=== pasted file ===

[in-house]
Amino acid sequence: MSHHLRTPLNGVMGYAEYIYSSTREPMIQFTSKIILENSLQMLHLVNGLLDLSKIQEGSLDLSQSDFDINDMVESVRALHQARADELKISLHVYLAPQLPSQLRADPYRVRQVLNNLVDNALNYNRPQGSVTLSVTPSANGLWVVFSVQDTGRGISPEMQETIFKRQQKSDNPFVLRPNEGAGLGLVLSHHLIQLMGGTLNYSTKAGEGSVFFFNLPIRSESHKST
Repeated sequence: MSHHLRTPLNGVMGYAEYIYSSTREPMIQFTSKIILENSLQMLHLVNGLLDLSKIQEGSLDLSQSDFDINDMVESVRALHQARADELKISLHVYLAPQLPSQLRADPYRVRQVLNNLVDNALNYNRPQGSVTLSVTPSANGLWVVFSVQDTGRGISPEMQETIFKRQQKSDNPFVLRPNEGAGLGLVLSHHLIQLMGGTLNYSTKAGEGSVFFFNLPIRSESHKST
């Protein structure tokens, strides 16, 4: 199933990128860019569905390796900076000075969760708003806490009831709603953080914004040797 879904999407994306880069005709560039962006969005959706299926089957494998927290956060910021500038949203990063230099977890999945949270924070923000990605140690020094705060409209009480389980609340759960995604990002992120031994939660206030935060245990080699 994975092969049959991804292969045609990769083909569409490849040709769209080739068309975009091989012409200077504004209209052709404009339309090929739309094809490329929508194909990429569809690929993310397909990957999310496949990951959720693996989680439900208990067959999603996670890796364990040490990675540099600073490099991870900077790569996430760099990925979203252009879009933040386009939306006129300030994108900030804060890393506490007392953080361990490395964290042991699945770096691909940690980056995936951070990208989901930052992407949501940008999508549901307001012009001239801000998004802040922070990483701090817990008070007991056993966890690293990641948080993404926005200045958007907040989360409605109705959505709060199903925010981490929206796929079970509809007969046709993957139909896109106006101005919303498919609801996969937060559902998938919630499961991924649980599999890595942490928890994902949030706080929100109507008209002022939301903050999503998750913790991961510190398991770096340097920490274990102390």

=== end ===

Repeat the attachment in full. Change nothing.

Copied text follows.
[in-house]
Amino acid sequence: MSHHLRTPLNGVMGYAEYIYSSTREPMIQFTSKIILENSLQMLHLVNGLLDLSKIQEGSLDLSQSDFDINDMVESVRALHQARADELKISLHVYLAPQLPSQLRADPYRVRQVLNNLVDNALNYNRPQGSVTLSVTPSANGLWVVFSVQDTGRGISPEMQETIFKRQQKSDNPFVLRPNEGAGLGLVLSHHLIQLMGGTLNYSTKAGEGSVFFFNLPIRSESHKST
Repeated sequence: MSHHLRTPLNGVMGYAEYIYSSTREPMIQFTSKIILENSLQMLHLVNGLLDLSKIQEGSLDLSQSDFDINDMVESVRALHQARADELKISLHVYLAPQLPSQLRADPYRVRQVLNNLVDNALNYNRPQGSVTLSVTPSANGLWVVFSVQDTGRGISPEMQETIFKRQQKSDNPFVLRPNEGAGLGLVLSHHLIQLMGGTLNYSTKAGEGSVFFFNLPIRSESHKST
């Protein structure tokens, strides 16, 4: 199933990128860019569905390796900076000075969760708003806490009831709603953080914004040797 879904999407994306880069005709560039962006969005959706299926089957494998927290956060910021500038949203990063230099977890999945949270924070923000990605140690020094705060409209009480389980609340759960995604990002992120031994939660206030935060245990080699 994975092969049959991804292969045609990769083909569409490849040709769209080739068309975009091989012409200077504004209209052709404009339309090929739309094809490329929508194909990429569809690929993310397909990957999310496949990951959720693996989680439900208990067959999603996670890796364990040490990675540099600073490099991870900077790569996430760099990925979203252009879009933040386009939306006129300030994108900030804060890393506490007392953080361990490395964290042991699945770096691909940690980056995936951070990208989901930052992407949501940008999508549901307001012009001239801000998004802040922070990483701090817990008070007991056993966890690293990641948080993404926005200045958007907040989360409605109705959505709060199903925010981490929206796929079970509809007969046709993957139909896109106006101005919303498919609801996969937060559902998938919630499961991924649980599999890595942490928890994902949030706080929100109507008209002022939301903050999503998750913790991961510190398991770096340097920490274990102390």